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HealthInfo Canterbury

Good food for wound healing

Eating well and drinking plenty can help your wound to heal more quickly. You need a range of nutrients such as protein, vitamin C, and zinc to help your wound heal.

Protein is the most important nutrient. Protein helps:

Good sources of protein

Protein-rich foods include:

Recommended amounts of protein foods

Milk and milk products

Have three servings a day.

One serving is:

If you're a healthy weight or overweight, have low-fat milk (green or yellow top), low-fat yoghurt and cheeses such as cottage cheese, Edam and Noble.

If you need to gain weight, have whole milk (dark blue top), Greek yoghurt and cheeses like Cheddar and colby.

Lean meats, chicken, seafood, eggs, legumes, nuts and seeds

Have two to three daily servings of:

One serving is:

Tips to eat more protein

Other ways to help your wound heal

Eat three meals a day – breakfast, lunch and dinner, with a small snack in-between. Don't skip meals.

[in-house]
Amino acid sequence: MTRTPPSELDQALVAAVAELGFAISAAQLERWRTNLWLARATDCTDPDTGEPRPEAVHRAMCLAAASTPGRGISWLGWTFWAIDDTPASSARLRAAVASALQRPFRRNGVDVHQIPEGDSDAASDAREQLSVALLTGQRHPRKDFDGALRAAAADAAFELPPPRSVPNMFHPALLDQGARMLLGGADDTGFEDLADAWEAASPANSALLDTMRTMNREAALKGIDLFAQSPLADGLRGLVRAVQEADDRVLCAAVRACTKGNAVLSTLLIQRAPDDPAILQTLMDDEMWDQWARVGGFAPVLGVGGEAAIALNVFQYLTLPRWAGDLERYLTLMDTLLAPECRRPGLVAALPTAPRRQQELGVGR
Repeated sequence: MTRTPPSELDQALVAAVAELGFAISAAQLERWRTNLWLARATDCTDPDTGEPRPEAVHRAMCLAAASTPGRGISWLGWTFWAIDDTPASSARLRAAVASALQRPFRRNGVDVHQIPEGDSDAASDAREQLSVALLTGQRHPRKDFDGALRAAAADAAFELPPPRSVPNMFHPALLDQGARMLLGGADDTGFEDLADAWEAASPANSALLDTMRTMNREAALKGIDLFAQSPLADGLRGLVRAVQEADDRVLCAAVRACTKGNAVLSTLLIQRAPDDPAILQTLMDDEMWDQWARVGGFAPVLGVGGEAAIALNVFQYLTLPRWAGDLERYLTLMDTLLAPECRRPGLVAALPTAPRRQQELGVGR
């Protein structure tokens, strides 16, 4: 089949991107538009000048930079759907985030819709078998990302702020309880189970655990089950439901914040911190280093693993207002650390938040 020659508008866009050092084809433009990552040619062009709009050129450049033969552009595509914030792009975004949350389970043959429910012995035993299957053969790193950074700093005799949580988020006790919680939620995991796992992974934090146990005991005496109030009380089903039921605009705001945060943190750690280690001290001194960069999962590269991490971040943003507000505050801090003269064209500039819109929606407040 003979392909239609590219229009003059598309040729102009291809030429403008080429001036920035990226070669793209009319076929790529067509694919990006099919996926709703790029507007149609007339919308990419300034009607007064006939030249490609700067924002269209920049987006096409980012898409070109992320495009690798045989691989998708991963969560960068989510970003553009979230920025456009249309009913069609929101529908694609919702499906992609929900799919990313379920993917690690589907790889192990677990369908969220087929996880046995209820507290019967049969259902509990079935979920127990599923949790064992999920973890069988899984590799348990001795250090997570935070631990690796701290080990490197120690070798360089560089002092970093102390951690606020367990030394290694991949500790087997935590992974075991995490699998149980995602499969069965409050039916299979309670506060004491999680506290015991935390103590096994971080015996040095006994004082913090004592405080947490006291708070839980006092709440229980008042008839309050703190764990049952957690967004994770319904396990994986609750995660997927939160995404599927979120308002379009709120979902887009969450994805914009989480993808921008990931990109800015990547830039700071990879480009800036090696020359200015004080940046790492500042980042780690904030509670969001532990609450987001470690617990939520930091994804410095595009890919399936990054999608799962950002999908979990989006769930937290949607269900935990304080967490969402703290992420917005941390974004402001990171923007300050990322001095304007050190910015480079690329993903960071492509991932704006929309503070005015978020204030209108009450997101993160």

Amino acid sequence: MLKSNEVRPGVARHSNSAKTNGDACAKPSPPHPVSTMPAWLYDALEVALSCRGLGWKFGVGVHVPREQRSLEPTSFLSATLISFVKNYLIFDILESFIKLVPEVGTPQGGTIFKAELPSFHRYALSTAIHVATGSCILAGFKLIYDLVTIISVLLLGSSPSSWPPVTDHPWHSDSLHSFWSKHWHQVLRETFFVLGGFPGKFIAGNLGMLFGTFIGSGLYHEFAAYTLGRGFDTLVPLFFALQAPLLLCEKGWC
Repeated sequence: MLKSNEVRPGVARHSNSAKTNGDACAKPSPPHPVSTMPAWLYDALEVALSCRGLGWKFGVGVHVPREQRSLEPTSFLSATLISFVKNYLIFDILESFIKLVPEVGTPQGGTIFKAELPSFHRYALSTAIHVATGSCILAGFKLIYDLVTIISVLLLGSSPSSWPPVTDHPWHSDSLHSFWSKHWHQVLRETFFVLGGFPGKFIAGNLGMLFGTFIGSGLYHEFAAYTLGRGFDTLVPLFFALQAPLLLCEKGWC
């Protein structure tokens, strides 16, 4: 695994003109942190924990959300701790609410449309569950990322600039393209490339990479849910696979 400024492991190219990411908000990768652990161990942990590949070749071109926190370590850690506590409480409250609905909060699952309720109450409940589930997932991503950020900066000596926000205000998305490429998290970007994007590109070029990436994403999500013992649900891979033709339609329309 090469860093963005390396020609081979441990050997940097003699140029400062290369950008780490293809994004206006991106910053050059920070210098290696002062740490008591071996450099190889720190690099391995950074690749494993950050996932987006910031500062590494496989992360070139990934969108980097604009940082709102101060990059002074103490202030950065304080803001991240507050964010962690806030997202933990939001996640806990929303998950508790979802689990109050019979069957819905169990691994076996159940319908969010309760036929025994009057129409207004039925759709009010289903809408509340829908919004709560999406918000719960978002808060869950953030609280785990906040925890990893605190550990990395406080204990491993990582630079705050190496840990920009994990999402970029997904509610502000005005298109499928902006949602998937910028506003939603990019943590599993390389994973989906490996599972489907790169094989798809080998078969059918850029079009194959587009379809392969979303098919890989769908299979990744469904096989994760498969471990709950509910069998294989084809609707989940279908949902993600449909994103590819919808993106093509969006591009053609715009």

Eat at least three servings of vegetables and two servings of fruit every day. A serving is the size of the palm of your hand. Choose a variety of different coloured vegetables and fruit. This provides a range of vitamins, minerals, and antioxidants to keep you healthy and help your wound heal.

Choose at least six servings of grain foods every day.

One serving is:

Wholemeal or wholegrain varieties are best.

Drinking

Drink at least 8 cups of fluid every day. You may need more if your wound is losing a lot of fluid. Where possible, have milk or milky drinks such as fruit smoothies, or coffee or Milo made with milk. You can also have low-sugar drinks, tea, coffee and water. If you're underweight, you may need an oral nutrition supplement drink such as Complan. Talk to your doctor about this.

Drinking too much alcohol can affect your healing. Read the information on Alcohol and safe drinking.

Vitamin and mineral supplements

Some people believe that taking vitamin or mineral supplements helps with wound healing. But if you're eating well and having the foods recommended above, there's no proof that taking supplements helps.

If you aren't eating well and are avoiding a food group such as vegetables and fruit, you may need a supplement. Talk to your doctor about this.

Important

Talk to your doctor if you:

Your doctor may refer you to a dietitian for more advice.

On the next page: Protein-rich meal ideas

Written by HealthInfo clinical advisers. Endorsed by Community Dietitian Nurse Maude Association. Last reviewed June 2019.

Sources

Page reference: 35328

Review key: HISKW-128569